What to do with the 40%?

The first in a new Insight series focused on how investors should consider portfolio positioning to assets other than equities

How should investors approach the allocation within a traditional balanced portfolio to the ‘40%’ not invested in the equity market and why might investors consider an allocation to alternative investments?

The chart below helps explain asset returns since 1980. Each line represents a discrete cumulative 10-year excess return of a traditional 60:40 balanced portfolio consisting of 60% global equities and 40% US government bonds. We use MSCI World and Barclays US Treasury as the two market indices.

Source: Thomson Reuters, Waverton. Data from 31.01.79 to 30.06.19

The grey dashed line is the 10-year period up to December 2018. You will note that this was the best period for a balanced portfolio for nearly 40 years, a cumulative excess return, over cash, of just under 70% or 5.3% annualised.

That was until end June 2019, when the cumulative return for this ‘traditional’ portfolio of 60% equity and 40% bonds, delivered an impressive 85%, a compound annual return of 6.3%, the best 10 year period since 1980.

Bear in mind, this return is in USD, so for a Sterling based investor, as GBP has depreciated over the period, returns have been even more impressive, adding an approximate 2% pa to this cumulative return.

In short, whether you are looking at traditional asset class returns in USD or GBP, the last 10 years have been an exceptional period.

Turning to what has driven these returns. Unsurprisingly, global equities have been excellent long-term investments delivering 8.4% annualised over the last 35 years. However, this has come with large drawdowns, namely the declines post the Dot-com bubble of late 1990’s and the global financial crisis.

What may be more surprising is the strength in government bonds over this period. Looking at the chart below, we have plotted the return of four developed market, government bond indices, in conjunction with equities, represented by the yellow line.

Source: Bloomberg, Waverton. Data from 31.12.85 to 31.08.19

In Japan, a market where yields were low by global standards in 1985, government bonds yielded 6%. Over time, this has steadily fallen to the current 0%, and the market has delivered a respectable 3.9% compound annual return.

There have been equally impressive returns from German Bunds, 5.7% pa and US treasuries, 6.2% compound.

However, these pale in comparison with the UK gilt market, where investors have been rewarded with an 8% pa total return from lending money to the UK government, a return not dissimilar to equities.

What is also clear from this chart is that this return has been delivered with significantly less volatility. UK gilts over this period have a 6.4% annualised volatility, versus 15% for global equities. In short, government bonds have been fantastic investments, delivering excellent long term risk adjusted returns. In our view, this is unlikely to be repeated and one should consider the role alternative investments can play in both helping diversify risk, but also importantly, deliver returns.

Why do we believe the return profile of UK Gilts is unlikely to be repeated?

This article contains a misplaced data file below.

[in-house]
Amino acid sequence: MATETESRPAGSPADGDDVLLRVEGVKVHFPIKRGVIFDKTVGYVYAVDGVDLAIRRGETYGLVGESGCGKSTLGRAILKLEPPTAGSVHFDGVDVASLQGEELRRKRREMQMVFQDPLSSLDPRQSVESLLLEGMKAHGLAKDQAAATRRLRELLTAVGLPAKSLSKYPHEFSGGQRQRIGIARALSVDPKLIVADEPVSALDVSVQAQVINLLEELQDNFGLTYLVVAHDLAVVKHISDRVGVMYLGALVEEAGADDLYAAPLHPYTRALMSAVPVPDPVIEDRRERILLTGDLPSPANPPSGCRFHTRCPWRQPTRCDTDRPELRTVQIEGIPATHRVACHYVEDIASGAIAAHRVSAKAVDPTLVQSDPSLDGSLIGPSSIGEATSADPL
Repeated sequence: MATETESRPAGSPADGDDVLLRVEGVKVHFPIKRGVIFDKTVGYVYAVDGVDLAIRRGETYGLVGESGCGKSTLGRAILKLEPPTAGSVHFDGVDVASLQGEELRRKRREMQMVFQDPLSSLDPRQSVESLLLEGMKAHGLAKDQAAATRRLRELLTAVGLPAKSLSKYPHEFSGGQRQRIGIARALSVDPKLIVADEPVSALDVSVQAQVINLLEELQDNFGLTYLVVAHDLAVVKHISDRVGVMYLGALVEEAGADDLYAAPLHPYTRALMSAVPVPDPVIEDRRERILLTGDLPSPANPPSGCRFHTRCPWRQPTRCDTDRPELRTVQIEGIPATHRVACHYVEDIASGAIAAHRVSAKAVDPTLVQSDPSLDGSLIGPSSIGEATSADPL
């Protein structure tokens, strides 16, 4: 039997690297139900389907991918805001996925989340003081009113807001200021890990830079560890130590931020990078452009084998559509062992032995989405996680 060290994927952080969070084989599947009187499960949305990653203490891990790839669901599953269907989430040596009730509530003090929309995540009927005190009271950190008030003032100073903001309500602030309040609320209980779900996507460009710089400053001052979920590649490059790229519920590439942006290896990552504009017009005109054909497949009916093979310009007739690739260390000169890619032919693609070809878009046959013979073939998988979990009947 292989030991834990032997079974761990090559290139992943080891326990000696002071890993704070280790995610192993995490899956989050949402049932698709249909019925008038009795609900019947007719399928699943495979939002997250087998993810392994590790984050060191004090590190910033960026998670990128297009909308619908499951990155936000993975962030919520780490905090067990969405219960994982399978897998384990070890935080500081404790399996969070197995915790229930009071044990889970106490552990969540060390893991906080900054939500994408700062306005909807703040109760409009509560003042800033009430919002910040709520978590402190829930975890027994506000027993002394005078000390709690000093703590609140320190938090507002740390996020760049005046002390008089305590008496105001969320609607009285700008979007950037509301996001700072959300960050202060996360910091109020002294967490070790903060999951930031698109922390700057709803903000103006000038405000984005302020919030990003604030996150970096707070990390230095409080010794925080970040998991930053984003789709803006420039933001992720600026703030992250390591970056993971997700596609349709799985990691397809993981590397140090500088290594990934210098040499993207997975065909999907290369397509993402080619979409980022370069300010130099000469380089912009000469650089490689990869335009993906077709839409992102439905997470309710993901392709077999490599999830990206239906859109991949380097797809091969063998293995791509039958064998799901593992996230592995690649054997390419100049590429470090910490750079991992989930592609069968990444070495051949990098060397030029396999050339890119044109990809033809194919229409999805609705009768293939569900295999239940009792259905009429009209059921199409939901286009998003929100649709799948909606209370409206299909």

The below chart, focusing on just the UK gilt market, shows what has driven these returns and why risks in the bond market have risen significantly.

Source: Bloomberg, Waverton. Data from 31.12.85 to 31.08.19

The green line shows the declining trend in UK gilt yields, falling from 11% in 1985 to the current 0.8%.

This has resulted in duration, the measure of interest rate risk inherent in a bond, represented by the grey line in the chart, steadily moving in the opposite direction, rising from 5 to the current 14. This means for a one percent move higher in interest rates, an investor in the broad UK gilt market may lose 14% of their capital.

Equally, if we take the measly 0.8% yield available on the UK gilt index and compare this with duration, we can deduce that it would take 16 years of income for investors to recover from a 1% move higher in yields. This infers UK gilts appear extremely richly valued versus history.

We are not suggesting investors carry no exposure to governments bonds, indeed the US treasury market continues to look relatively attractive, while we also believe there are opportunities across the credit market. However, we are highlighting the risks inherent within sections of the fixed income market and in forthcoming insight series articles we will detail how an allocation to selective alternative assets across the real asset and absolute return universe can help investors navigate the uncertain outlook and improve portfolio risk adjusted returns.

Luke Hyde-Smith

19th September 2019

 

Risk Warnings

The views and opinions expressed are the views of Waverton Investment Management Limited and are subject to change based on market and other conditions.  The information provided does not constitute investment advice and it should not be relied on as such.  All material(s) have been obtained from sources believed to be reliable, but its accuracy is not guaranteed.  There is no representation or warranty as to the current accuracy of, nor liability for, decisions based on such information.

Changes in rates of exchange may have an adverse effect on the value, price or income of an investment.

Past performance is no guarantee of future results and the value of such investments and their strategies may fall as well as rise.  Capital security is not guaranteed

The information relating to ‘yield’ is for indicative purposes only.  You should note that yields on investments may fall or rise dependent on the performance of the underlying investment and more specifically the performance of the financial markets.  As such, no warranty can be given that the expressed yields will consistently attain such levels over any given period.